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Britney Griner Convicted in Russia, Teammates and Fans are Heartbroken

By: Emily Wang

When the Phoenix Mercury, a female basketball team, should have been preparing for their game, they were all in their locker rooms, staring at a TV screen and weeping. Their fellow teammate, Britney Griners, had been convicted in Russia for “smuggling” drugs. Not a single one of them felt the need to get up and play, they all felt too shocked.

In the summers, WNBA players often go to play for other nations as a way to earn more money. This year, Britney Griners went to Russia to play for the UMMA Yekaterinburg. During security check, officers discovered hashish oil in a vape pen and Griner was arrested. During her trial, Griner pleaded that what she had done was an “honest mistake” and she begged for the judge not to “end her life.” After, she was sentenced to nine years in a Russian penal colony, a remote area prisoners are sent to spend their time in, and a $16,000 fine. However, Russia and the United States may be able to arrange to have Griner traded for a Russian prisoner in the United States, since the U.S. has also detained Russians on occasions.

Therefore, Griner may be back soon. The US State department has already ruled her to be “wrongly detained,” and they hope to be able to trade another prisoner to get Griner back.

Fans, team members, and staff have all found a way to show their support. Before the game began, Connecticut Sun Dancers, players, and staff members appeared in “We are BG” shirts, which were designed to look like Griner’s real jersey, a purple and orange shirt showing her name and player number, which is 42.

Sharon White, a huge fan of Britney Griner, was in tears after seeing Griner behind bars. During the game, she wore her special purple T-shirt that had Griner’s name and number on it.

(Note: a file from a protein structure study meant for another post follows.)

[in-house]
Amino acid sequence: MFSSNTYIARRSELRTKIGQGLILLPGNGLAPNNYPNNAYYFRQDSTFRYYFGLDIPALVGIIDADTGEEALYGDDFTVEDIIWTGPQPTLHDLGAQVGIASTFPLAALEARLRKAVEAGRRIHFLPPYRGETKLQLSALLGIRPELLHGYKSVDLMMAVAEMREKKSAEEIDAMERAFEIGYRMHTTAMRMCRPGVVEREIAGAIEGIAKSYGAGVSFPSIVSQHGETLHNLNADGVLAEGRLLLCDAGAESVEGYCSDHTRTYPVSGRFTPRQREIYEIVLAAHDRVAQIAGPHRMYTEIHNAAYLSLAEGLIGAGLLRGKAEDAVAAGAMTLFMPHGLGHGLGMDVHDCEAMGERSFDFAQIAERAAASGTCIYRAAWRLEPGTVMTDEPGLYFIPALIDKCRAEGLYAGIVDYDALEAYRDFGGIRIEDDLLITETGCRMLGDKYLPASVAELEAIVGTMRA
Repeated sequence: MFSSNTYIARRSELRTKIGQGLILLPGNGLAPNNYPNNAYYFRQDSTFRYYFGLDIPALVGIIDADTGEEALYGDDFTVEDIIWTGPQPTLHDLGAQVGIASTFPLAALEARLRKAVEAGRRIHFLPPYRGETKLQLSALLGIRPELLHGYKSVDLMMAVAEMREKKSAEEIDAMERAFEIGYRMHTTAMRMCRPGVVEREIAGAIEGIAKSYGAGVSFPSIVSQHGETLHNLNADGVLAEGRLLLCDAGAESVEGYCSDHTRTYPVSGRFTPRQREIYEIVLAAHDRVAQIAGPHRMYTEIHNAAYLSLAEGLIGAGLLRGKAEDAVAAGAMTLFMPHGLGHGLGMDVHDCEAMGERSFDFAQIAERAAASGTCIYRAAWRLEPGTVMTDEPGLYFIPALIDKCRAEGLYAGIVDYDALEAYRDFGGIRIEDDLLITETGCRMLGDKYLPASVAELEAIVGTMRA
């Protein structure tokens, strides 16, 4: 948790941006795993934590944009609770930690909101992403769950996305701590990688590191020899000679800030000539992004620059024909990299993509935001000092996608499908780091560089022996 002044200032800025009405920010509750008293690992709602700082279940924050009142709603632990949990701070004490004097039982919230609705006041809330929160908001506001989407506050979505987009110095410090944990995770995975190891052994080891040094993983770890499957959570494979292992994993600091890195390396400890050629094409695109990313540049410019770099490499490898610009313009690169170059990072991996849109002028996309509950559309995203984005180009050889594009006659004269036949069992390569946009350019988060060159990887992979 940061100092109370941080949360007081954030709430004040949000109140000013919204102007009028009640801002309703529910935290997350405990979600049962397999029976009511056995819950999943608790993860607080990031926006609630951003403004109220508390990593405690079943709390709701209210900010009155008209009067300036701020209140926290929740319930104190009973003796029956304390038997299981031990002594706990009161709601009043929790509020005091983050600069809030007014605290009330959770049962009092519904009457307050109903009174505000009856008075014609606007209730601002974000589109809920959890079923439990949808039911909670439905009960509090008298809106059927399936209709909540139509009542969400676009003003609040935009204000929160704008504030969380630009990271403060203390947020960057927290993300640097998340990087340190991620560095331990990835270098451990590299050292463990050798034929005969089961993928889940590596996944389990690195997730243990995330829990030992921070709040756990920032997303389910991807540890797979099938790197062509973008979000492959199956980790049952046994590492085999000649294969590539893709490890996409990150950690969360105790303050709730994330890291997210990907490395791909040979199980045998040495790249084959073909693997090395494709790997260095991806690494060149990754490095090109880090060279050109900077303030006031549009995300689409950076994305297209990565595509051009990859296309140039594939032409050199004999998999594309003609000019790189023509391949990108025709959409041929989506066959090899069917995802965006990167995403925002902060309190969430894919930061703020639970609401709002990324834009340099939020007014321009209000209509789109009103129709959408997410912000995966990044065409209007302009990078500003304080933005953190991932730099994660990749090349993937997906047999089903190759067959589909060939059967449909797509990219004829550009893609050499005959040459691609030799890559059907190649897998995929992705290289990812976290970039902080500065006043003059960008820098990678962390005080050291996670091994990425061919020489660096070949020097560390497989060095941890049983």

“It just hurts — I love her as a player, and it’s just a sad situation,” White said, wiping tears from her eyes. She added: “She doesn’t need to be there. When she comes home, she doesn’t need to go back. I think none of our players should go over there.”

Jonquel Jones, a Sun player, said she had never expected anything like it to happen. She had been to Russia on occasion, and the players there had treated her with respect. That’s why she loved playing in Russia. Jones noted that any day she was in Russia, that could have happened to her. She usually brought hashish oil to relieve pain in the muscles. She didn’t know it was illegal in Russia until the day Griner was put on trial.

The Mercury lost the game, 77-64, with an 18-0 Sun run in the third and fourth quarters. Yet for some reason, none of the players seemed to care about the score.

“We’ll wake up tomorrow, and B.G. will still be in a Russian jail,” Vanessa Nygaard, the Mercury head coach said. “It’s day 169 or something tomorrow, and the clock continues, and we just want her to come home


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